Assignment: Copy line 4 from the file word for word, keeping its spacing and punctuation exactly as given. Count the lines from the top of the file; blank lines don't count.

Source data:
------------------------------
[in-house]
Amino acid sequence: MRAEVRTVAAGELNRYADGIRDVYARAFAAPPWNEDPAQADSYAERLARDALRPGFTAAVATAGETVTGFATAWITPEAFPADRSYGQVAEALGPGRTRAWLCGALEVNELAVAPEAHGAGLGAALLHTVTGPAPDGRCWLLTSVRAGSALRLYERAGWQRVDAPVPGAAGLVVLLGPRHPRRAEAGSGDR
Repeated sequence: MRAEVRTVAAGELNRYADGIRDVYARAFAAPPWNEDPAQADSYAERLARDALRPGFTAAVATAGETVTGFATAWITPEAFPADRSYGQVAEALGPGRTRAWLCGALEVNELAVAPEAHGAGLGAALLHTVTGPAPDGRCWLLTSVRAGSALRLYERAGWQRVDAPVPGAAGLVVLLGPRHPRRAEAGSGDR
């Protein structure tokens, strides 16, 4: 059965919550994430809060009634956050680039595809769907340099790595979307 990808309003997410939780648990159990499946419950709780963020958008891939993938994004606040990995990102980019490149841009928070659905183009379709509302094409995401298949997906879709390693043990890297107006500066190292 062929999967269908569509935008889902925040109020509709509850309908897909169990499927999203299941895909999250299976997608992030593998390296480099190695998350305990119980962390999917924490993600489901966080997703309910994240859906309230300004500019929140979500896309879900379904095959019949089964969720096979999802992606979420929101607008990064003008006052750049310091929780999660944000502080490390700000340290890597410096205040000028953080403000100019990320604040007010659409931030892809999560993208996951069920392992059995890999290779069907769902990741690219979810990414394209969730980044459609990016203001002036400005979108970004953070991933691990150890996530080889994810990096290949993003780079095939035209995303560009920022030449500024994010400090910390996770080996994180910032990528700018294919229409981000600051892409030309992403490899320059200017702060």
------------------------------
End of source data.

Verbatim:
């Protein structure tokens, strides 16, 4: 059965919550994430809060009634956050680039595809769907340099790595979307 990808309003997410939780648990159990499946419950709780963020958008891939993938994004606040990995990102980019490149841009928070659905183009379709509302094409995401298949997906879709390693043990890297107006500066190292 062929999967269908569509935008889902925040109020509709509850309908897909169990499927999203299941895909999250299976997608992030593998390296480099190695998350305990119980962390999917924490993600489901966080997703309910994240859906309230300004500019929140979500896309879900379904095959019949089964969720096979999802992606979420929101607008990064003008006052750049310091929780999660944000502080490390700000340290890597410096205040000028953080403000100019990320604040007010659409931030892809999560993208996951069920392992059995890999290779069907769902990741690219979810990414394209969730980044459609990016203001002036400005979108970004953070991933691990150890996530080889994810990096290949993003780079095939035209995303560009920022030449500024994010400090910390996770080996994180910032990528700018294919229409981000600051892409030309992403490899320059200017702060």